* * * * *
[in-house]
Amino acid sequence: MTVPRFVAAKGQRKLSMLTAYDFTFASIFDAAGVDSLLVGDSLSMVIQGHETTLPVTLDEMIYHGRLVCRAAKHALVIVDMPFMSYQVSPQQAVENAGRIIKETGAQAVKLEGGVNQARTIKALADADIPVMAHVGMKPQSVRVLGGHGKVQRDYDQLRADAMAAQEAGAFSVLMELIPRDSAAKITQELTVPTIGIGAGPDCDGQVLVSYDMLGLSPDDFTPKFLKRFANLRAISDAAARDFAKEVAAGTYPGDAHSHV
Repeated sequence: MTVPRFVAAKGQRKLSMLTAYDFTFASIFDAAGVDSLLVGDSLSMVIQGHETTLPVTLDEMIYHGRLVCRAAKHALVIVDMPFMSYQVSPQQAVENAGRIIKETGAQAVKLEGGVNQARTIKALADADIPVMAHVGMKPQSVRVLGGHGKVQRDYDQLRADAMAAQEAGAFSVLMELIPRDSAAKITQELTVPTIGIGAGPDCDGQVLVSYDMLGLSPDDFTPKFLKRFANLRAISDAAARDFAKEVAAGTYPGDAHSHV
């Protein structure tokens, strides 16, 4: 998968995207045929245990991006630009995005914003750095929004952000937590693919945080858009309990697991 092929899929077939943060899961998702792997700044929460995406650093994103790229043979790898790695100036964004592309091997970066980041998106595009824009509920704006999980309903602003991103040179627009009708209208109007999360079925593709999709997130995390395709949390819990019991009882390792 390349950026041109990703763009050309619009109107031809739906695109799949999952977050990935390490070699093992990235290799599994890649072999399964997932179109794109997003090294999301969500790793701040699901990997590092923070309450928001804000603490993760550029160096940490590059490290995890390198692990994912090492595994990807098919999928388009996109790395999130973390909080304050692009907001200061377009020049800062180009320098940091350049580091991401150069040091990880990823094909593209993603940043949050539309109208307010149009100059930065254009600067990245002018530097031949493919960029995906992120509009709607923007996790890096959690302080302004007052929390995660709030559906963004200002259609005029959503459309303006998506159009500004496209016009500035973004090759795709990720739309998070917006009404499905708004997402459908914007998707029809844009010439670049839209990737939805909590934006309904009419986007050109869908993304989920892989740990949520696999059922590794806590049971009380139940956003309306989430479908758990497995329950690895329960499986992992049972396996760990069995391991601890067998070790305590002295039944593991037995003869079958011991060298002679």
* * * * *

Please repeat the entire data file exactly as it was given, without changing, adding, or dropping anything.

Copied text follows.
[in-house]
Amino acid sequence: MTVPRFVAAKGQRKLSMLTAYDFTFASIFDAAGVDSLLVGDSLSMVIQGHETTLPVTLDEMIYHGRLVCRAAKHALVIVDMPFMSYQVSPQQAVENAGRIIKETGAQAVKLEGGVNQARTIKALADADIPVMAHVGMKPQSVRVLGGHGKVQRDYDQLRADAMAAQEAGAFSVLMELIPRDSAAKITQELTVPTIGIGAGPDCDGQVLVSYDMLGLSPDDFTPKFLKRFANLRAISDAAARDFAKEVAAGTYPGDAHSHV
Repeated sequence: MTVPRFVAAKGQRKLSMLTAYDFTFASIFDAAGVDSLLVGDSLSMVIQGHETTLPVTLDEMIYHGRLVCRAAKHALVIVDMPFMSYQVSPQQAVENAGRIIKETGAQAVKLEGGVNQARTIKALADADIPVMAHVGMKPQSVRVLGGHGKVQRDYDQLRADAMAAQEAGAFSVLMELIPRDSAAKITQELTVPTIGIGAGPDCDGQVLVSYDMLGLSPDDFTPKFLKRFANLRAISDAAARDFAKEVAAGTYPGDAHSHV
């Protein structure tokens, strides 16, 4: 998968995207045929245990991006630009995005914003750095929004952000937590693919945080858009309990697991 092929899929077939943060899961998702792997700044929460995406650093994103790229043979790898790695100036964004592309091997970066980041998106595009824009509920704006999980309903602003991103040179627009009708209208109007999360079925593709999709997130995390395709949390819990019991009882390792 390349950026041109990703763009050309619009109107031809739906695109799949999952977050990935390490070699093992990235290799599994890649072999399964997932179109794109997003090294999301969500790793701040699901990997590092923070309450928001804000603490993760550029160096940490590059490290995890390198692990994912090492595994990807098919999928388009996109790395999130973390909080304050692009907001200061377009020049800062180009320098940091350049580091991401150069040091990880990823094909593209993603940043949050539309109208307010149009100059930065254009600067990245002018530097031949493919960029995906992120509009709607923007996790890096959690302080302004007052929390995660709030559906963004200002259609005029959503459309303006998506159009500004496209016009500035973004090759795709990720739309998070917006009404499905708004997402459908914007998707029809844009010439670049839209990737939805909590934006309904009419986007050109869908993304989920892989740990949520696999059922590794806590049971009380139940956003309306989430479908758990497995329950690895329960499986992992049972396996760990069995391991601890067998070790305590002295039944593991037995003869079958011991060298002679």